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Neema Moraveji on Breath as a Calming Technology

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Pattie Maes
Neema Moraveji

Chronic stress is often thought to be exacerbated by interactive technologies–but we challenge this assumption by designing and evaluating techniques for designing experiences and interactions that either mitigate known stressors or induce calm. The outputs of this effort are both novel interactive systems and heuristics and frameworks for designers and researchers to reduce stressors in their designs. In this talk, Dr. Neema Moraveji will discuss calming technologies and dive deep into the research that resulted in Spire, the activity tracker that interprets respiration rhythms to support balance, focus, and calm in daily life.

Previous talks in this series can be found online at http://www.media.mit.edu/special/groups/advancing-wellbeing.

This talk is part of the Advancing Wellbeing seminar series at the MIT Media Lab. For information about future talks, please join our mailing list by sending an email to wellness-seminars-join [at] media [dot] mit [dot] edu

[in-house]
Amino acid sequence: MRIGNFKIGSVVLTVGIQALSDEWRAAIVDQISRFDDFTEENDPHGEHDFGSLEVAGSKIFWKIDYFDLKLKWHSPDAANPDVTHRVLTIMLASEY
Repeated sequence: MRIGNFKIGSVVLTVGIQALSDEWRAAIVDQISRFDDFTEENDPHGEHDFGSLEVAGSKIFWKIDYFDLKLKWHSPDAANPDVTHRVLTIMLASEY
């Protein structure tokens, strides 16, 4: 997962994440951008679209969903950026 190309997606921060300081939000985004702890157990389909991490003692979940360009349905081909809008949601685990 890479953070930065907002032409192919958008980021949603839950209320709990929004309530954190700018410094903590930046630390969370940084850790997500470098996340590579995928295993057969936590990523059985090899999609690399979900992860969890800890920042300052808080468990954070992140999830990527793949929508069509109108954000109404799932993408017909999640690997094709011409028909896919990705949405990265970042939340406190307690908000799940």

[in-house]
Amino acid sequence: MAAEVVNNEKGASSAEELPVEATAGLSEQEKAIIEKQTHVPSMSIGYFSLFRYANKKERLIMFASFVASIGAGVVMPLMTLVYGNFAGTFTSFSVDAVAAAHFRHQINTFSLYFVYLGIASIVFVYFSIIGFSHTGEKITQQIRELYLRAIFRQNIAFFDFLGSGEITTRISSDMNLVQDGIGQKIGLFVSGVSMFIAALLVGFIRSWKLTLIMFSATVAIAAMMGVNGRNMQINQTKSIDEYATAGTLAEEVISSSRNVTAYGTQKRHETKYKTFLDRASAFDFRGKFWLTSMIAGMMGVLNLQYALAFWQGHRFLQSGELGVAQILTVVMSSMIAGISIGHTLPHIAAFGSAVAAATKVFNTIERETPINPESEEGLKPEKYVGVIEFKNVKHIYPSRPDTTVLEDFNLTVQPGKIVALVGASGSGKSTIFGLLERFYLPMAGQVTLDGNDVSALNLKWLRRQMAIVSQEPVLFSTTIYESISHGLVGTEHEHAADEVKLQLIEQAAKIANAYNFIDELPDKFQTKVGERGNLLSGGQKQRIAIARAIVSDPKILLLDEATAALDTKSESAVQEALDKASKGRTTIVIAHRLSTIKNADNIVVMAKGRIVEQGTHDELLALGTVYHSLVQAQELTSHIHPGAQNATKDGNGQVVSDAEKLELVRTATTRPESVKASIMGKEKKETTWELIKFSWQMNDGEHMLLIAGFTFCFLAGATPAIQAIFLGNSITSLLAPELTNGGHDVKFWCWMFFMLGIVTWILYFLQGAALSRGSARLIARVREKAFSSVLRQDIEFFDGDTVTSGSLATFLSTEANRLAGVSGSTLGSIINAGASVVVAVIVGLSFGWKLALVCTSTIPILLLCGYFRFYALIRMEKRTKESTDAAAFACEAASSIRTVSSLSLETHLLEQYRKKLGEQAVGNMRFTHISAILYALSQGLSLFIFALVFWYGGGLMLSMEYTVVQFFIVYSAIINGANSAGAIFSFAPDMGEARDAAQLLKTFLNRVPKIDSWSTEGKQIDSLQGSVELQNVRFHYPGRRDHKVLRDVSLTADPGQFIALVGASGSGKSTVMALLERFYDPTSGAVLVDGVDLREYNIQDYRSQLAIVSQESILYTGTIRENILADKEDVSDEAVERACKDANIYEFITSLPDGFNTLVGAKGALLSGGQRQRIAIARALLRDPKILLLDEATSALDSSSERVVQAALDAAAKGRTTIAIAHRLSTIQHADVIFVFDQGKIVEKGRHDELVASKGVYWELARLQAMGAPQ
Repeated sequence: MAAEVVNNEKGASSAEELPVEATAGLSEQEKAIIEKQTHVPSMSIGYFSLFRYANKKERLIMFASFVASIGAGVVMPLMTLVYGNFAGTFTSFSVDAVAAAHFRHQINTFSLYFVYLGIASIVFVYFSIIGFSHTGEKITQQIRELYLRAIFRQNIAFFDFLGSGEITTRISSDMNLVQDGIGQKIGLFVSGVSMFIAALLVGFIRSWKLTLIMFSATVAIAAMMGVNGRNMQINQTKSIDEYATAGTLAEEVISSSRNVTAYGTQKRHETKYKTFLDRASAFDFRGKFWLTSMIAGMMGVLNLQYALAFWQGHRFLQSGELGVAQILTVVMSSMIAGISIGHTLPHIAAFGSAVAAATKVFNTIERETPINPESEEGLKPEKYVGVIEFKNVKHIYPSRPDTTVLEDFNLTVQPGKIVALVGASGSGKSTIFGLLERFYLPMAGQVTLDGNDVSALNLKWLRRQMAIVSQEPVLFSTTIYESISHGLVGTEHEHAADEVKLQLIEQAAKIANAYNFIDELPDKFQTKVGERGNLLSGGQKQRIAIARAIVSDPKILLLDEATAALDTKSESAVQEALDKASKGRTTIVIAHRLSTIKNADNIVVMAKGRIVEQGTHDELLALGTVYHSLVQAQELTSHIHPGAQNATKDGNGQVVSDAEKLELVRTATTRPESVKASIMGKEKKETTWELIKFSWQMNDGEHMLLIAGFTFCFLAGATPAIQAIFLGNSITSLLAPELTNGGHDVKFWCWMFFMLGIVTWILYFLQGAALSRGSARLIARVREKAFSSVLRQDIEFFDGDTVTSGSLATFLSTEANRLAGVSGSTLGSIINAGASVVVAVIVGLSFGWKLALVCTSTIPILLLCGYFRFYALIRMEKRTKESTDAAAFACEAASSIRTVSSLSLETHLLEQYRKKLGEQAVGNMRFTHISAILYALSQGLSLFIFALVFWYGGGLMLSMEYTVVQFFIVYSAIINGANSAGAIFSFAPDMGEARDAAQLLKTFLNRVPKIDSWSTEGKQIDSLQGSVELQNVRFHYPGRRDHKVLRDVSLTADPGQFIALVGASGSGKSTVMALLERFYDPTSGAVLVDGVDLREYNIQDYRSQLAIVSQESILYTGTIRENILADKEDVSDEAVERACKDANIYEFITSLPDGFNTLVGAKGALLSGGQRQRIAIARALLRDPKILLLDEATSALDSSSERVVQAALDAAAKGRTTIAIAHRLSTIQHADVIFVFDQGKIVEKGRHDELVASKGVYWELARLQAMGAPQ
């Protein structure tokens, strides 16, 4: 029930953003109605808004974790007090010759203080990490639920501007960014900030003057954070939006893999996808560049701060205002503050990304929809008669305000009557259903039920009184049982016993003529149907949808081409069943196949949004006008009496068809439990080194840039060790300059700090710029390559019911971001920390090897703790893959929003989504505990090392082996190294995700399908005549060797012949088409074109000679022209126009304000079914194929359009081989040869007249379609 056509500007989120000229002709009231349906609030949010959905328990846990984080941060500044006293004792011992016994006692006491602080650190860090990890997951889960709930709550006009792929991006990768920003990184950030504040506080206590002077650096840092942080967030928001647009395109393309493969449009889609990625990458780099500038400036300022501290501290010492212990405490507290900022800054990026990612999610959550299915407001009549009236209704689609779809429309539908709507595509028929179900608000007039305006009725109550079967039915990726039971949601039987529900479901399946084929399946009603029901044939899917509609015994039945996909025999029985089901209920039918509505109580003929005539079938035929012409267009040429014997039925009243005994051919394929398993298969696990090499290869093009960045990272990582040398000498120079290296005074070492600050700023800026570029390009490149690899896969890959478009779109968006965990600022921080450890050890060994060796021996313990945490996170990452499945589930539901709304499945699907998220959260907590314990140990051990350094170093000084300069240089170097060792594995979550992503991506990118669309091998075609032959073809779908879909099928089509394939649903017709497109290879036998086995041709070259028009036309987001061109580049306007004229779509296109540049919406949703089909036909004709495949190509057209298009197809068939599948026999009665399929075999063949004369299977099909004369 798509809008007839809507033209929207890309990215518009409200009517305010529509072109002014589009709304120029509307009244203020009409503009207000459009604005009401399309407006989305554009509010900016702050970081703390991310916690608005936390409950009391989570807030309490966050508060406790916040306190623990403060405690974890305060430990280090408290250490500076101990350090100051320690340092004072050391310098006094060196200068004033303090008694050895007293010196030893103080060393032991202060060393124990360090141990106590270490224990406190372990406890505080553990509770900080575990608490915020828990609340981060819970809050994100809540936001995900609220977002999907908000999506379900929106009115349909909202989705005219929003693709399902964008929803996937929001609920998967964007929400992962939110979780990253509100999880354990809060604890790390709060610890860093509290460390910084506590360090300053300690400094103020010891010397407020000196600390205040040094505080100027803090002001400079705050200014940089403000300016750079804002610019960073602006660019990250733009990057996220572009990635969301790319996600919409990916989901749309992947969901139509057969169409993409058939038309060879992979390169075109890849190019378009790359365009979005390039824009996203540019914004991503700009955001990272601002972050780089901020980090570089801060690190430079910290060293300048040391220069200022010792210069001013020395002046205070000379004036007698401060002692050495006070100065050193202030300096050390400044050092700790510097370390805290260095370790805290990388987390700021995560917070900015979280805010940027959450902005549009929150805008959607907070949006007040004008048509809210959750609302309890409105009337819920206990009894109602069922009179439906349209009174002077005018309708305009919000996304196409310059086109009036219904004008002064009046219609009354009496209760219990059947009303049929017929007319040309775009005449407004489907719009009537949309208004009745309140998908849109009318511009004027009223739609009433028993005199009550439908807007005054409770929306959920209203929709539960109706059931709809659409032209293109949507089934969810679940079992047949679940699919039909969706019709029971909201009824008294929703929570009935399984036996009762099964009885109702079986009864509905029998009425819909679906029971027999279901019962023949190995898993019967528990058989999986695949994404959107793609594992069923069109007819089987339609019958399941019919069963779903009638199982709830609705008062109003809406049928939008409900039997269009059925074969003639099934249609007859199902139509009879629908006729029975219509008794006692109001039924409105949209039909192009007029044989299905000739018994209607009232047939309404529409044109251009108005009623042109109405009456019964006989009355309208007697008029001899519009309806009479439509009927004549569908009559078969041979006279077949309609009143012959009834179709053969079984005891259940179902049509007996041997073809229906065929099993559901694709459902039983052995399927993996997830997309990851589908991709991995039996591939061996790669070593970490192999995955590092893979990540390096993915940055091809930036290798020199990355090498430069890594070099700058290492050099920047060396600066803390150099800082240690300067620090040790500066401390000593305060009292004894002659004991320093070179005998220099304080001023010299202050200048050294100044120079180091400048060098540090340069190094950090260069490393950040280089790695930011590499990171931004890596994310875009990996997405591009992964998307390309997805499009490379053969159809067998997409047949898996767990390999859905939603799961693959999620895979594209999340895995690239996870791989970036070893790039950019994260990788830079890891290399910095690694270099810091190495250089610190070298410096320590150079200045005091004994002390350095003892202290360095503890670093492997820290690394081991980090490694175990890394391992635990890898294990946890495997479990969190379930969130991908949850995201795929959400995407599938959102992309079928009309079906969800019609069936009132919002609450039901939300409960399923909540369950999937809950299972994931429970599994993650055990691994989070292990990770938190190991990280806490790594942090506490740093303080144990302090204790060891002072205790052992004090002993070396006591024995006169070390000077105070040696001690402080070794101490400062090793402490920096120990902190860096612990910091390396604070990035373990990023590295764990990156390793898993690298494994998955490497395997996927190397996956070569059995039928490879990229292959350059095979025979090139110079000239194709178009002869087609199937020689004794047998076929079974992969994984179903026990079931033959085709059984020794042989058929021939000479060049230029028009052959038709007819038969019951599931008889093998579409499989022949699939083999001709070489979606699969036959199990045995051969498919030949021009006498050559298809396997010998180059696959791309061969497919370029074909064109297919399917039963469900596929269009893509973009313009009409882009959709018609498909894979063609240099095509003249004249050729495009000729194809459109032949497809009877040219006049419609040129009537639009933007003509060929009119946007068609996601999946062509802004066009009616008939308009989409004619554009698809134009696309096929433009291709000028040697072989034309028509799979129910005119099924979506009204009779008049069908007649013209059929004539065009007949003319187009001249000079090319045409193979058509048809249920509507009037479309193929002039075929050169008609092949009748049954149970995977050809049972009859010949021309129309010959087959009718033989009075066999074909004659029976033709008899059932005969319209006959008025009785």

Biography

Neema Moraveji runs the Calming Technology Lab at Stanford University and is the co-founder of Spire. He teaches “d.compress: Designing Calm” at Stanford's d.school and his work has been covered in The New York Times, Wall Street Journal, NPR, and others. Prior to Stanford he led the Asia Center for Interaction Design at Microsoft Research Asia in Beijing. Dr. Moraveji received his BS in computer science from the University of Maryland at College Park's HCILab and his MS from Carnegie Mellon University's HCI Institute.

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